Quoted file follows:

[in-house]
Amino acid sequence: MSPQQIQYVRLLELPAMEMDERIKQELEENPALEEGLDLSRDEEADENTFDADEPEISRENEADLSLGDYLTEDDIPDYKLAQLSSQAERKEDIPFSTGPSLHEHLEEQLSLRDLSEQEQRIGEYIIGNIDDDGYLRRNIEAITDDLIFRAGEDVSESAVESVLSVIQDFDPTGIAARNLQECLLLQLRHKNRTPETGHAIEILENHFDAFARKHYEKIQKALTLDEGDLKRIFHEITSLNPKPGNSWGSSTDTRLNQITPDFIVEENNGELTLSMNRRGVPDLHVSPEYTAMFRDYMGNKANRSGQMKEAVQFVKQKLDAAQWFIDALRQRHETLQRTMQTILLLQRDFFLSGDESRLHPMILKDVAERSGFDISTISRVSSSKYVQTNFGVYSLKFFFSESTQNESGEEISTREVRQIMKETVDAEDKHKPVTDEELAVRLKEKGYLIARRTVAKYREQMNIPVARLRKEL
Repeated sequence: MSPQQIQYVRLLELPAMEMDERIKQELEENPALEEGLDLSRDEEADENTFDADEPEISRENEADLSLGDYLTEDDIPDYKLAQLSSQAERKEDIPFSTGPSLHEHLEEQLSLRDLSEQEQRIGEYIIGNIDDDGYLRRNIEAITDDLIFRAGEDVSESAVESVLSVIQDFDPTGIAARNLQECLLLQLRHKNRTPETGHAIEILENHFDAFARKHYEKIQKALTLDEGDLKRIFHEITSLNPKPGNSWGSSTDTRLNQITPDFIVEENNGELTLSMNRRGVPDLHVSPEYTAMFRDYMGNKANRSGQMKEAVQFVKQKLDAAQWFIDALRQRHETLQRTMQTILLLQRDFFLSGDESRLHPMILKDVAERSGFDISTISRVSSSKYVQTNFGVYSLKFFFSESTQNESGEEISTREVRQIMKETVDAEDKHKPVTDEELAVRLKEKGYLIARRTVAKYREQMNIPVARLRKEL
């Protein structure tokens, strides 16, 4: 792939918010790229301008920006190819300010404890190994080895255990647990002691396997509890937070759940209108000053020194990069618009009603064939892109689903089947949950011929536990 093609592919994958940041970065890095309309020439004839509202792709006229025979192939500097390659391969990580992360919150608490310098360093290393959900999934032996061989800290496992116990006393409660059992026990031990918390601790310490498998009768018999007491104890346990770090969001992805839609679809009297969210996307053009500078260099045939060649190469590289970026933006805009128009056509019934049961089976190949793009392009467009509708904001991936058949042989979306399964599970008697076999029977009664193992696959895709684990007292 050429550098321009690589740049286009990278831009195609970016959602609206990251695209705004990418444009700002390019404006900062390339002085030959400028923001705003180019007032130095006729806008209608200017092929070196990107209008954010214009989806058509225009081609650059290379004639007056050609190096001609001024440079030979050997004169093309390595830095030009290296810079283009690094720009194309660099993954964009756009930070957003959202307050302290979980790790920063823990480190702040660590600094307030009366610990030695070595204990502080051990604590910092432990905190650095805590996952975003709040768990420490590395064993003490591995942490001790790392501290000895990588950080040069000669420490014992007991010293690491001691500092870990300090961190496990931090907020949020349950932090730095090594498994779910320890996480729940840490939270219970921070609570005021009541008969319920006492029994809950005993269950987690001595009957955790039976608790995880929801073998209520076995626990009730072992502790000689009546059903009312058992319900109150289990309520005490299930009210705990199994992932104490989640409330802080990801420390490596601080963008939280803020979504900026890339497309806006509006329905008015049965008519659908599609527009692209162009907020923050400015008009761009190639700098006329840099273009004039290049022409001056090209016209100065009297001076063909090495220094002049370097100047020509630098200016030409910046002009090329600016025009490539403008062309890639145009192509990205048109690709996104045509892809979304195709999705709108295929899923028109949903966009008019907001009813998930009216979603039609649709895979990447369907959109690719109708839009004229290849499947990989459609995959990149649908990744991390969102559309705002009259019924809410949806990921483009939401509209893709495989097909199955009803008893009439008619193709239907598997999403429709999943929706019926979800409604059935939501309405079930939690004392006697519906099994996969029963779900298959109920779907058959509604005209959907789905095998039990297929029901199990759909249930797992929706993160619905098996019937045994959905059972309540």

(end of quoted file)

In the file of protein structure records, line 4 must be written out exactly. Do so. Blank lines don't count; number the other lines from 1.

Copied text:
């Protein structure tokens, strides 16, 4: 792939918010790229301008920006190819300010404890190994080895255990647990002691396997509890937070759940209108000053020194990069618009009603064939892109689903089947949950011929536990 093609592919994958940041970065890095309309020439004839509202792709006229025979192939500097390659391969990580992360919150608490310098360093290393959900999934032996061989800290496992116990006393409660059992026990031990918390601790310490498998009768018999007491104890346990770090969001992805839609679809009297969210996307053009500078260099045939060649190469590289970026933006805009128009056509019934049961089976190949793009392009467009509708904001991936058949042989979306399964599970008697076999029977009664193992696959895709684990007292 050429550098321009690589740049286009990278831009195609970016959602609206990251695209705004990418444009700002390019404006900062390339002085030959400028923001705003180019007032130095006729806008209608200017092929070196990107209008954010214009989806058509225009081609650059290379004639007056050609190096001609001024440079030979050997004169093309390595830095030009290296810079283009690094720009194309660099993954964009756009930070957003959202307050302290979980790790920063823990480190702040660590600094307030009366610990030695070595204990502080051990604590910092432990905190650095805590996952975003709040768990420490590395064993003490591995942490001790790392501290000895990588950080040069000669420490014992007991010293690491001691500092870990300090961190496990931090907020949020349950932090730095090594498994779910320890996480729940840490939270219970921070609570005021009541008969319920006492029994809950005993269950987690001595009957955790039976608790995880929801073998209520076995626990009730072992502790000689009546059903009312058992319900109150289990309520005490299930009210705990199994992932104490989640409330802080990801420390490596601080963008939280803020979504900026890339497309806006509006329905008015049965008519659908599609527009692209162009907020923050400015008009761009190639700098006329840099273009004039290049022409001056090209016209100065009297001076063909090495220094002049370097100047020509630098200016030409910046002009090329600016025009490539403008062309890639145009192509990205048109690709996104045509892809979304195709999705709108295929899923028109949903966009008019907001009813998930009216979603039609649709895979990447369907959109690719109708839009004229290849499947990989459609995959990149649908990744991390969102559309705002009259019924809410949806990921483009939401509209893709495989097909199955009803008893009439008619193709239907598997999403429709999943929706019926979800409604059935939501309405079930939690004392006697519906099994996969029963779900298959109920779907058959509604005209959907789905095998039990297929029901199990759909249930797992929706993160619905098996019937045994959905059972309540």